An association of left-wing British artists founded in London in 1932 with the aim of achieving ‘the unity of artists against Fascism and war and the suppression of culture’. Originally it was called Artists International, but it added the word ‘Association’ to its name when it was reconstituted in 1935. It continued until 1971, but abandoned its political objectives in 1953, thereafter existing as an exhibiting society. Initially there were 32 members, mainly commercial artists and designers, although they also included the German-born Marxist art historian Francis Klingender (1907–55), who described his work as ‘theoretical and historical studies designed to elucidate the role of art as one of the great value-forming agencies in the social structure and social change’. The first chairman was the industrial designer Misha Black (1910–77), who later played an important role in the Festival of Britain. At the outset the position of the group was avowedly Marxist and its activities included producing pamphlets, posters, and other propaganda material (making use of facilities at the Central School of Art, where one of the founder members, James Fitton (1899–1982), taught lithography). Modern art, with its ‘negation of content’, was viewed with some suspicion as a sign of bourgeois decadence, but after the Association was reconstituted in 1935 it became much less doctrinaire and attracted support from artists working in a wide range of styles. Its exhibition ‘Artists against Fascism and War’ (1935), for example, included work by Robert Medley, Henry Moore, and Paul Nash, and by the end of the Second World War the Association had more than a thousand members. In addition to holding exhibitions, the AIA published a journal (sporadically and under different titles and formats, beginning as Artists International Bulletin, 1934–5) and also a book of essays entitled 5on Revolutionary Art (1935). This was edited by the sculptor Betty Rea and the five contributors were Eric Gill, the ethnomusicologist A. L. Lloyd, Klingender, Herbert Read who gamely made the case, unpopular in the AIA, for the avant-garde against realism, and the writer Alick West.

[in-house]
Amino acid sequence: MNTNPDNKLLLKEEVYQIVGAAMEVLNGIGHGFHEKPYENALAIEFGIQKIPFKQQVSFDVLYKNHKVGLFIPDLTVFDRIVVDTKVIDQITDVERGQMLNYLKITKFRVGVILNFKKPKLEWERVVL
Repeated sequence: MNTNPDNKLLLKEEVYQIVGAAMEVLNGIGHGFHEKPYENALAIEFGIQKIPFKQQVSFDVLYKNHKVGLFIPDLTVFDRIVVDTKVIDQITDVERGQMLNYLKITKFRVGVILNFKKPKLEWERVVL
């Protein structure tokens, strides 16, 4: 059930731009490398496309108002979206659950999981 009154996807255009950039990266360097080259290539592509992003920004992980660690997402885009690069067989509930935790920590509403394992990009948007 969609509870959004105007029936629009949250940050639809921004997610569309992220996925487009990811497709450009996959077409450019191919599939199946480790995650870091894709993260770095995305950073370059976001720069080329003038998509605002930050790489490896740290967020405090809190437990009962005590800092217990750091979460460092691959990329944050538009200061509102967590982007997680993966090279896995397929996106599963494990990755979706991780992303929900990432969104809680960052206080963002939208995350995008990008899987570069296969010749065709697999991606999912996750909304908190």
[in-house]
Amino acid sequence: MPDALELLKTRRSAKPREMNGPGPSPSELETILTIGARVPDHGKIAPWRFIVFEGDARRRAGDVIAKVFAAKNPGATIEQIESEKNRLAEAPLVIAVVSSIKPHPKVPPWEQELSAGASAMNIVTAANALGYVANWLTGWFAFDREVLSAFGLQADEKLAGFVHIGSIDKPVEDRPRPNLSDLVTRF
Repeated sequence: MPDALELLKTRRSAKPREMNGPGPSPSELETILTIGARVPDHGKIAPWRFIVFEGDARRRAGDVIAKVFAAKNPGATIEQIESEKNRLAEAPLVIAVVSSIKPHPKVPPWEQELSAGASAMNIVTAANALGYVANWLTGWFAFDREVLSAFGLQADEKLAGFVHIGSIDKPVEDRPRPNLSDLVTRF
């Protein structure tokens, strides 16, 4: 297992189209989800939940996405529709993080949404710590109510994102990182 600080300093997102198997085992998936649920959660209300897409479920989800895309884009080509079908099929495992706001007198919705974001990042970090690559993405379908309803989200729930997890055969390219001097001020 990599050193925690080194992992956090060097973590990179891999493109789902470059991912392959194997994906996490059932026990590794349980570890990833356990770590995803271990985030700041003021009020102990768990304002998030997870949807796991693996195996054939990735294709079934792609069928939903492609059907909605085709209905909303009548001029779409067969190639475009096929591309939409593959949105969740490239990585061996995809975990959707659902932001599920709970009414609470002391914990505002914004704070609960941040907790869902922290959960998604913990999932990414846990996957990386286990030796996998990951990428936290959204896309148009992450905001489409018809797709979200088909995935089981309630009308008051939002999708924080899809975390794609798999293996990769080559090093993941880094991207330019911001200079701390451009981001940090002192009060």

Most of the Association's early exhibitions were held in its premises in Charlotte Street, although numerous other venues were used, including the basement canteen of the John Lewis department store for the 1943 show ‘For Liberty’. Among its other exhibitions was ‘The Engineer in British Life’, arranged for the Amalgamated Engineering Union to celebrate its Silver Jubilee in 1945. Klingender wrote that this was ‘the first art exhibition sponsored by a British trade union’ and that it gave him the idea for his most famous book, Art and the Industrial Revolution (1947); his other books included Marxism and Modern Art (1942). The Association had the broadest support at the time of the wartime alliance between Britain and the Soviet Union. The Cold War and especially the problems created by the Communist opposition to modern art (see formalism and Socialist Realism) led to an erosion of that support. In 1947 Claude Rogers found new premises in Lisle Street and the AIA Gallery was opened there that year; the Association dissolved when the lease expired in 1971. Distinguished foreign artists sometimes showed work at the later exhibitions, notably Léger and Picasso.